“FAIR”ness and Forfeiture: New Bill and Justice Department Order Seek to Reign in Controversial Police Practice

Matt Dearmond, KLJ Staff Editor

To the pleasure of Fifth Amendment advocates, a thirty-year federal policy may be coming to an end. On Tuesday, January 27, Senator Rand Paul (R-KY) reintroduced a bill known as the Fifth Amendment Integrity Restoration (FAIR) Act. The bill would greatly limit law enforcement’s ability to seize the assets of individuals without a warrant or charging them with a crime, and would redirect proceeds from these “civil asset forfeitures” to the Treasury Department’s General Fund. This bill comes less than two weeks after departing Attorney General Eric Holder announced that local and state police would be barred from using federal law to seize cash, cars and other property without warrants or criminal charges, using a Justice Department program known as “equitable sharing.”[1]   Continue reading

Not for Human Consumption: How Inept Legislative Policy Proliferates the Synthetic Drug Problem

Note | 103 KY. L. J. ONLINE 3 | Feb. 22, 2015

Todd J. Weatherholt[1]

The “war on drugs”[2] is facing a new opponent, one that is sophisticated and dynamic, but unfortunately whose dangers go widely undocumented.[3] As if there were not enough problems with other classes of drugs for authorities, a new “underappreciated” category – synthetic drugs – has gained tremendous momentum within the last few years in the United States and around the world.[4] These substances, although widely eradicated in neighborhood gas stations and head shops, remain easily obtainable over the internet.[5] The industry, which targets drug-naïve teenagers and young adults through the combination of shiny packaging with familiar cartoon characters and vibrant names such as Ivory Wave, Spice, and Cloud Nine, generates an estimated $5 billion dollars annually.[6] Unfortunately, the synthetic drug enigma facing our nation is not merely the result of these products’ accessibility, but likewise due to their easily manipulative characteristics, which help manufacturers circumvent existing laws.[7] As authorities identify specific chemical components to outlaw, rudimentary chemists simply modify existing drug compositions slightly to escape the law.[8] Continue reading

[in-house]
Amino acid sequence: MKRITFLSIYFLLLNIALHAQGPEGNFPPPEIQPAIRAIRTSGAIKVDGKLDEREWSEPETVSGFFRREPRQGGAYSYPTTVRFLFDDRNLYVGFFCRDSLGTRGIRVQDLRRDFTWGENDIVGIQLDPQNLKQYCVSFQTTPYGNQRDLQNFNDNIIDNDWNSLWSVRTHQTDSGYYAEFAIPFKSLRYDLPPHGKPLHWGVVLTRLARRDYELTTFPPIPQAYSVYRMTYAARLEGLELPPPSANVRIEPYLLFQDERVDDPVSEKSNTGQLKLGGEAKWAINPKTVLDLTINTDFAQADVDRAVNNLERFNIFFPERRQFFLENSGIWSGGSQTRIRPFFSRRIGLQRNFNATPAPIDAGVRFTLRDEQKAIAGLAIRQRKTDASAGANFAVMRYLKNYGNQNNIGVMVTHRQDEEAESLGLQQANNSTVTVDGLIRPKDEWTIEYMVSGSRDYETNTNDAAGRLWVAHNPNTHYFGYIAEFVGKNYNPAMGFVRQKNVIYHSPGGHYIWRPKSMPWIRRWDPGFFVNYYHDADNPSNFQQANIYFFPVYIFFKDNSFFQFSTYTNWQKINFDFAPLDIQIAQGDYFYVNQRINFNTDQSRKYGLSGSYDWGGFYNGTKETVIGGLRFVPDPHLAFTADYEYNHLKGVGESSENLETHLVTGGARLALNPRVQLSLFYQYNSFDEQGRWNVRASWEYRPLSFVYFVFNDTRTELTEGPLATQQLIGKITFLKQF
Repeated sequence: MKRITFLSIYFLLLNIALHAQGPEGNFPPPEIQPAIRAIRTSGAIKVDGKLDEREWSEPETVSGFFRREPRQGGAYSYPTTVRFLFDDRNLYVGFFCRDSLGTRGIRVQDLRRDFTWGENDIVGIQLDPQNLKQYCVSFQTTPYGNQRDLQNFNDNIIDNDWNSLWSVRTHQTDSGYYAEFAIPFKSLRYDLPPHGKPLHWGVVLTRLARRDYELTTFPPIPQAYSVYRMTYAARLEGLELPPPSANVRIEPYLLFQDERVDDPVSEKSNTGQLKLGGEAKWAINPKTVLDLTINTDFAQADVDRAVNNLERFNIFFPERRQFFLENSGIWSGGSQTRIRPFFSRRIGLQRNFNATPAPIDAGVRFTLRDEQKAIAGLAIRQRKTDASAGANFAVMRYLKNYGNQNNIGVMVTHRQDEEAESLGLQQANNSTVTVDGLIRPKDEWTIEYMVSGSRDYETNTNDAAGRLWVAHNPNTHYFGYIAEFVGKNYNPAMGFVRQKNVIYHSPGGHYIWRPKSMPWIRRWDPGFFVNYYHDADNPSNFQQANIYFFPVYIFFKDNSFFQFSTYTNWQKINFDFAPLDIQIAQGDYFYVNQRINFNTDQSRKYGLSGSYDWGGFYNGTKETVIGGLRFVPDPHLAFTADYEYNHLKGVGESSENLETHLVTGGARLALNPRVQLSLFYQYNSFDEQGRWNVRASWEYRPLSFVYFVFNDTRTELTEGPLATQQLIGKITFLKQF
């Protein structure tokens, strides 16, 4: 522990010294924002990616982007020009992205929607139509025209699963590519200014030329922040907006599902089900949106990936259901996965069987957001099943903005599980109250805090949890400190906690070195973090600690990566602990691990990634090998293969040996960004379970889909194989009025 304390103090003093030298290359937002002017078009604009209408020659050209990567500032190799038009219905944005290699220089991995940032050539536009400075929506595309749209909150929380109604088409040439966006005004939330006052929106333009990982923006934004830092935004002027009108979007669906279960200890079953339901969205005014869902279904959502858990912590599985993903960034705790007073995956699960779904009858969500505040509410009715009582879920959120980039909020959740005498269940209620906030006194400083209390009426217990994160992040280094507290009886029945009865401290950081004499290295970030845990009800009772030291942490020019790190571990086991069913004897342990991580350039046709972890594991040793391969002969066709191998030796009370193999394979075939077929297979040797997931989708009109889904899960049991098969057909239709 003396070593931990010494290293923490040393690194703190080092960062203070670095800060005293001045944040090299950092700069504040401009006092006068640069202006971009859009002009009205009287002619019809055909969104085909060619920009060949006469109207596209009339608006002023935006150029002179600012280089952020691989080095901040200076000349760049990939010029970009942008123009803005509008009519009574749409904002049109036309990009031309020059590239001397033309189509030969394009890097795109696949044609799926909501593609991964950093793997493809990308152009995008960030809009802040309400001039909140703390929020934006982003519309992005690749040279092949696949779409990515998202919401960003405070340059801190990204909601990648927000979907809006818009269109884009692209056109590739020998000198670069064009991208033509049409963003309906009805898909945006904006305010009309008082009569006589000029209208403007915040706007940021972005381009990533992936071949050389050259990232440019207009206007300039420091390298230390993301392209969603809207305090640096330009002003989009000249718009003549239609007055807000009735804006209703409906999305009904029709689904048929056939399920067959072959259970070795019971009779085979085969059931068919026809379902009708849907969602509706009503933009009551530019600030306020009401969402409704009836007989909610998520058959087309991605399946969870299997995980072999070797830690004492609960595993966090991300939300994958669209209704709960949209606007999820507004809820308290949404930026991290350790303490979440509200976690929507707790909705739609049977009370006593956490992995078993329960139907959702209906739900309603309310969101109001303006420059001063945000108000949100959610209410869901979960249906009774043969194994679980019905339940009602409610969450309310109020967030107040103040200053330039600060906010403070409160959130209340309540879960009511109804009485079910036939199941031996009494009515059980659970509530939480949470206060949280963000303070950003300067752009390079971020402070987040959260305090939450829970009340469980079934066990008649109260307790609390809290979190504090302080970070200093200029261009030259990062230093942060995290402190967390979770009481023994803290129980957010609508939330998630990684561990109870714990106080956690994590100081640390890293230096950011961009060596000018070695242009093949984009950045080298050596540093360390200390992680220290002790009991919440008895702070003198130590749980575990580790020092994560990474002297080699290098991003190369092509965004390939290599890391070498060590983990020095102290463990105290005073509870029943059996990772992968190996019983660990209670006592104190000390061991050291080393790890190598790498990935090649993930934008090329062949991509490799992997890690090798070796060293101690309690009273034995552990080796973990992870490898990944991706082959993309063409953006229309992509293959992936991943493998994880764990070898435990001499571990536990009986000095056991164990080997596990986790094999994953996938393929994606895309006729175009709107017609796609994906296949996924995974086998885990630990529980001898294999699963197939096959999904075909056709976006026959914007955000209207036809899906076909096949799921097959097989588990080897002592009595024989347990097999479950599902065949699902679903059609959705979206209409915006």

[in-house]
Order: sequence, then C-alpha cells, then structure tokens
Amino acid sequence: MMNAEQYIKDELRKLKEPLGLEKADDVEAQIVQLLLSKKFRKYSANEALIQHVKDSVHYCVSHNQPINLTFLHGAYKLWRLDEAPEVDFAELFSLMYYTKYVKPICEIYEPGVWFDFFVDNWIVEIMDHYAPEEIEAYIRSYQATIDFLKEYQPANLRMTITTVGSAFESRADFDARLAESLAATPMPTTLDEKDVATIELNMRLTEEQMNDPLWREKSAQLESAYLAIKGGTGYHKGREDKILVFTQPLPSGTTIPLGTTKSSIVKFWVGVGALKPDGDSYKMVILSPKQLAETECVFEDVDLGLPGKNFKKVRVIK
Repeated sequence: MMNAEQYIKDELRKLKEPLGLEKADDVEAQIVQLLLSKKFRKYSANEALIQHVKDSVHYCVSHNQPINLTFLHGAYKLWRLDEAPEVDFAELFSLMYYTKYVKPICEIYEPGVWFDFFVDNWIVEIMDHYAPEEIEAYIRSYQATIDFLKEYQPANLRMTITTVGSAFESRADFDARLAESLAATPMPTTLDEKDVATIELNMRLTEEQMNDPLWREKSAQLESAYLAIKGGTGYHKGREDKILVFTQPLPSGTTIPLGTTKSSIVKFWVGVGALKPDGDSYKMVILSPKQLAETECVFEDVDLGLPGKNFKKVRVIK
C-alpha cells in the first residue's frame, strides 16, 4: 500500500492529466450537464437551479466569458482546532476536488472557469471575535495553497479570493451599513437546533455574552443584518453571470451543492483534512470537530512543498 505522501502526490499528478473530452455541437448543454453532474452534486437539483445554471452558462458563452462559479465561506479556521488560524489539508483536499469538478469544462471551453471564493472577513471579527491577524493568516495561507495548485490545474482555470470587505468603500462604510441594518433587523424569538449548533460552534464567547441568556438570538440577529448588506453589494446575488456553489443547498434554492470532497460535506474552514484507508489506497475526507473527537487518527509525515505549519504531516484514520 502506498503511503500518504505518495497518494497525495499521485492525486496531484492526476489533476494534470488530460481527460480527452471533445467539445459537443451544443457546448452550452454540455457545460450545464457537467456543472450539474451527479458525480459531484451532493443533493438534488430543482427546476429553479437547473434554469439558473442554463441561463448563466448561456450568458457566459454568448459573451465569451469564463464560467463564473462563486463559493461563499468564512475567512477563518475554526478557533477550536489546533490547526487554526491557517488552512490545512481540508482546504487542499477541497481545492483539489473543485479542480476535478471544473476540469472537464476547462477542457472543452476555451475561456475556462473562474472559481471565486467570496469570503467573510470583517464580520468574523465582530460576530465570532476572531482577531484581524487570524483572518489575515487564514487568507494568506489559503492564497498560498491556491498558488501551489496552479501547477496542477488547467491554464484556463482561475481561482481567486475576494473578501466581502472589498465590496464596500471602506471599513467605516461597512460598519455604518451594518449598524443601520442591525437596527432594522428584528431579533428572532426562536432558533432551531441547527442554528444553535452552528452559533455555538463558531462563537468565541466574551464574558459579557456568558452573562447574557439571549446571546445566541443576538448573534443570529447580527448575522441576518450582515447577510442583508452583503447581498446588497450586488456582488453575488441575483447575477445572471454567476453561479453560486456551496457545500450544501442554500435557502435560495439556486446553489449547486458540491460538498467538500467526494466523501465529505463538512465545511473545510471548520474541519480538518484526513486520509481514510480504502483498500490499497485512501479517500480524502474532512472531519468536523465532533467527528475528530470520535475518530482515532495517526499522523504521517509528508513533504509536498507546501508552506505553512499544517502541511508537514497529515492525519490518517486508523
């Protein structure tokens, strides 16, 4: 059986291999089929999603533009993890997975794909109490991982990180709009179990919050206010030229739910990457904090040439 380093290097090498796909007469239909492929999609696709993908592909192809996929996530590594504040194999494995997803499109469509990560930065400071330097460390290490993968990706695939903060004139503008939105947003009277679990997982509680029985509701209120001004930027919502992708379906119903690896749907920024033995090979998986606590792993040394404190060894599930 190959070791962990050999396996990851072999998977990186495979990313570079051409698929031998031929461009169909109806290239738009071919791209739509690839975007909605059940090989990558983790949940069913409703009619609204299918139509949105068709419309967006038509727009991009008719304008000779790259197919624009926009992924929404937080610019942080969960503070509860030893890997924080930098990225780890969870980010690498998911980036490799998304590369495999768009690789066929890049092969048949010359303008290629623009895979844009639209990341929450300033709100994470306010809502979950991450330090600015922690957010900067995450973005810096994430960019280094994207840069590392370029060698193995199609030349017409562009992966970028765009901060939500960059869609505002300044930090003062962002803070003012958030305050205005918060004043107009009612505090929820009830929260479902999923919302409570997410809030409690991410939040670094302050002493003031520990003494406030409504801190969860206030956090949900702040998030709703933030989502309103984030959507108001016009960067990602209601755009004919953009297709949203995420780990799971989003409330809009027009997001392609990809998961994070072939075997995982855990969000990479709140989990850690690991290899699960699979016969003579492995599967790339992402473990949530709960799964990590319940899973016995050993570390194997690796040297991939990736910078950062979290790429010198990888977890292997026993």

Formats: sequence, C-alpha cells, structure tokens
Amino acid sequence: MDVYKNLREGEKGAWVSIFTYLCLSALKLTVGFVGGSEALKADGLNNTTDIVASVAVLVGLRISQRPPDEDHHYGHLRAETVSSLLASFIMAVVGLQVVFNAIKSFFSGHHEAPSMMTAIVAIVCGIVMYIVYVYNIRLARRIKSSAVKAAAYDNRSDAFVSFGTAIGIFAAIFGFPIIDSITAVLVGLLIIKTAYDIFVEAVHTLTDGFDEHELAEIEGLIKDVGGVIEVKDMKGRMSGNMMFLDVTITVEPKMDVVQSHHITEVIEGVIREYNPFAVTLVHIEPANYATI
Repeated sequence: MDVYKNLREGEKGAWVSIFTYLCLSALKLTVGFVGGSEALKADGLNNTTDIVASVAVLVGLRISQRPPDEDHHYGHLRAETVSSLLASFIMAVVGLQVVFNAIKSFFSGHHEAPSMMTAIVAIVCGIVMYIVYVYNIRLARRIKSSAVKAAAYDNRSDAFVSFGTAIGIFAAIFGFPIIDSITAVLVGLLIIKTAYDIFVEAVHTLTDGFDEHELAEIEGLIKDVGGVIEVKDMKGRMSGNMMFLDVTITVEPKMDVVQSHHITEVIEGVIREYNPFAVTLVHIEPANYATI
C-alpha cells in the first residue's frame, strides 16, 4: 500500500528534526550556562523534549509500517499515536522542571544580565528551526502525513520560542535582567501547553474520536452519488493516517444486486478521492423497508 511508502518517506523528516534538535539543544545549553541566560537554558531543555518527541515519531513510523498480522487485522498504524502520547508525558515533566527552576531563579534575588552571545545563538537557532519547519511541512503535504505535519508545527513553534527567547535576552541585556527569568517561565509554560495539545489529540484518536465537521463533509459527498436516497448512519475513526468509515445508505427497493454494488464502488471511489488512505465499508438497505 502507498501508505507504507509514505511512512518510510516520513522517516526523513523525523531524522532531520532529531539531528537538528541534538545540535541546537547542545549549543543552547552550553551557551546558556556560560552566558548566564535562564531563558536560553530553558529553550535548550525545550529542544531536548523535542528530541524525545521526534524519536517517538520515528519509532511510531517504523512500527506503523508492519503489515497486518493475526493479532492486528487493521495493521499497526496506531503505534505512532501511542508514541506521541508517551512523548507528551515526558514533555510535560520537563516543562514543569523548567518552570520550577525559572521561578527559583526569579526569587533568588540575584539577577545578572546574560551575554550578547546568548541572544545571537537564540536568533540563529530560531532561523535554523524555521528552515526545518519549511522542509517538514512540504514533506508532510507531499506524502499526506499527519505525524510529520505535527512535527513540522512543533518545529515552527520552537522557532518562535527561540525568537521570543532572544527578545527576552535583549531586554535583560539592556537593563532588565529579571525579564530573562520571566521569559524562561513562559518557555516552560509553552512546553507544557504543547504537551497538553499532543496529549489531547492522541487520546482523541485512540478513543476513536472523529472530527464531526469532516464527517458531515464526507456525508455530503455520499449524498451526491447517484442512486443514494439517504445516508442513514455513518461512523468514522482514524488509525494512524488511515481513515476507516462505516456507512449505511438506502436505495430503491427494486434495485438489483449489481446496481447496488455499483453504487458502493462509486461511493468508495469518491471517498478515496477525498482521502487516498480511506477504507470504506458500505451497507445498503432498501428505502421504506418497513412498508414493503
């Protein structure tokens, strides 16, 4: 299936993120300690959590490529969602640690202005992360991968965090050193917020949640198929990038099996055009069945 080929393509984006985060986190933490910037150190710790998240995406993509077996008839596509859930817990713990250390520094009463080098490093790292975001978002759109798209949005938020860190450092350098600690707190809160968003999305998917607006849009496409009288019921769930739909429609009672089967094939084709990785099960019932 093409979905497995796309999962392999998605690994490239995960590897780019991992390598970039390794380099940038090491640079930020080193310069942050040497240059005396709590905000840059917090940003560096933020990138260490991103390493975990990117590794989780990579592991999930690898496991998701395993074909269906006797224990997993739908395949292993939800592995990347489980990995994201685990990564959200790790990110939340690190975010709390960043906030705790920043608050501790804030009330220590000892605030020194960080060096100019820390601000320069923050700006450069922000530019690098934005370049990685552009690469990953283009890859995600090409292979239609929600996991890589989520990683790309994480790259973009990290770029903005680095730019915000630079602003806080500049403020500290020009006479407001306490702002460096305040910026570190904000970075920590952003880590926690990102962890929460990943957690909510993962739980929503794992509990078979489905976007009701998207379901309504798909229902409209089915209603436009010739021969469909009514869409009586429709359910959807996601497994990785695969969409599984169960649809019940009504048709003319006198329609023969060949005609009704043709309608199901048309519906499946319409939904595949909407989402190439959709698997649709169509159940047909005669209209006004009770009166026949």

Volume 103, Issue 2

Print Archive: Volume 103, Issue 2 (2014-2015)


103 KY. L. J. 169 | Text Me: A Text-Based Interpretation of 28 U.S.C. Section 2255(e) | Jennifer Case

103 KY. L. J. 199Giving Thanks: The Ethics of Grateful Patient Fundraising | Stacey Tovino

103 KY. L. J. 237Federal Deference to State Agency Implementation of Federal Law | Emily Stabile


103 KY. L. J. 269Quality Assurance Privilege in Nursing Home Litigation: Why Kentucky Should Adopt the Narrow Approach | Hannah Jamison

103 KY. L. J. 291Regulation of the Pay Television Market: Why a la Carte Cable Is Not the Solution but Giving FCC More Power Is | Jacob Moak

Equal Protection of Grocery Stores in the Sale of Alcoholic Beverages

This Online Original is available for download (PDF) here.

Article | 102 KY. L. J. ONLINE 7 | June 9, 2014

Thomas E. Rutledge[1] and Stacy C. Kula[2]

The United States alcoholic beverage industry is unique as it is the only industry for which two amendments to the Federal Constitution have been passed. The first of those amendments, the ill-fated Eighteenth, enacted nationwide Prohibition.[3] After the complete failure of that “Noble Experiment,”[4] the Twenty-First Amendment was enacted, ending Prohibition and vesting in the various states the power to regulate the manufacture, purchase and sale of alcoholic beverages.[5] Continue reading